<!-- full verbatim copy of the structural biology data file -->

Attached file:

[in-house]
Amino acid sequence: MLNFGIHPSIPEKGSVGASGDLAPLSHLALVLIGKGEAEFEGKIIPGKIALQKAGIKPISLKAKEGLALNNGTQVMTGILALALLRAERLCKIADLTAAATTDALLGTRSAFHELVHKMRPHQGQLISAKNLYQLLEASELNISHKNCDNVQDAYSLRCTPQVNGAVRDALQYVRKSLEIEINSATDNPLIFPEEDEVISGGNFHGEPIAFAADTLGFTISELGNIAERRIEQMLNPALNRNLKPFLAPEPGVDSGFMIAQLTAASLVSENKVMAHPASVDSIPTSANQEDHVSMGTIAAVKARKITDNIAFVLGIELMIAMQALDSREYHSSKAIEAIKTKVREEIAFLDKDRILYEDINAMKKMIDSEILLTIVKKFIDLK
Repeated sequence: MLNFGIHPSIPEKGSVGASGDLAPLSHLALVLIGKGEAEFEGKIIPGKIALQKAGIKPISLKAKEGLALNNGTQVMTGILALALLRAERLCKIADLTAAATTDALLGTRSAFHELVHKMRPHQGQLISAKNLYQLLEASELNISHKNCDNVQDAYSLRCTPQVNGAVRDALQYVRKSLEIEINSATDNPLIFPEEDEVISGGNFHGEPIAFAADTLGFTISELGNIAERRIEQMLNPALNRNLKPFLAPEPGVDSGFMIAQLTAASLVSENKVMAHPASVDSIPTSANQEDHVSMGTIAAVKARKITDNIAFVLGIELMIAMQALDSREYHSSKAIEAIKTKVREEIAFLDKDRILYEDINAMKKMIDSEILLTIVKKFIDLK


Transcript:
[in-house]
Amino acid sequence: MLNFGIHPSIPEKGSVGASGDLAPLSHLALVLIGKGEAEFEGKIIPGKIALQKAGIKPISLKAKEGLALNNGTQVMTGILALALLRAERLCKIADLTAAATTDALLGTRSAFHELVHKMRPHQGQLISAKNLYQLLEASELNISHKNCDNVQDAYSLRCTPQVNGAVRDALQYVRKSLEIEINSATDNPLIFPEEDEVISGGNFHGEPIAFAADTLGFTISELGNIAERRIEQMLNPALNRNLKPFLAPEPGVDSGFMIAQLTAASLVSENKVMAHPASVDSIPTSANQEDHVSMGTIAAVKARKITDNIAFVLGIELMIAMQALDSREYHSSKAIEAIKTKVREEIAFLDKDRILYEDINAMKKMIDSEILLTIVKKFIDLK
Repeated sequence: MLNFGIHPSIPEKGSVGASGDLAPLSHLALVLIGKGEAEFEGKIIPGKIALQKAGIKPISLKAKEGLALNNGTQVMTGILALALLRAERLCKIADLTAAATTDALLGTRSAFHELVHKMRPHQGQLISAKNLYQLLEASELNISHKNCDNVQDAYSLRCTPQVNGAVRDALQYVRKSLEIEINSATDNPLIFPEEDEVISGGNFHGEPIAFAADTLGFTISELGNIAERRIEQMLNPALNRNLKPFLAPEPGVDSGFMIAQLTAASLVSENKVMAHPASVDSIPTSANQEDHVSMGTIAAVKARKITDNIAFVLGIELMIAMQALDSREYHSSKAIEAIKTKVREEIAFLDKDRILYEDINAMKKMIDSEILLTIVKKFIDLK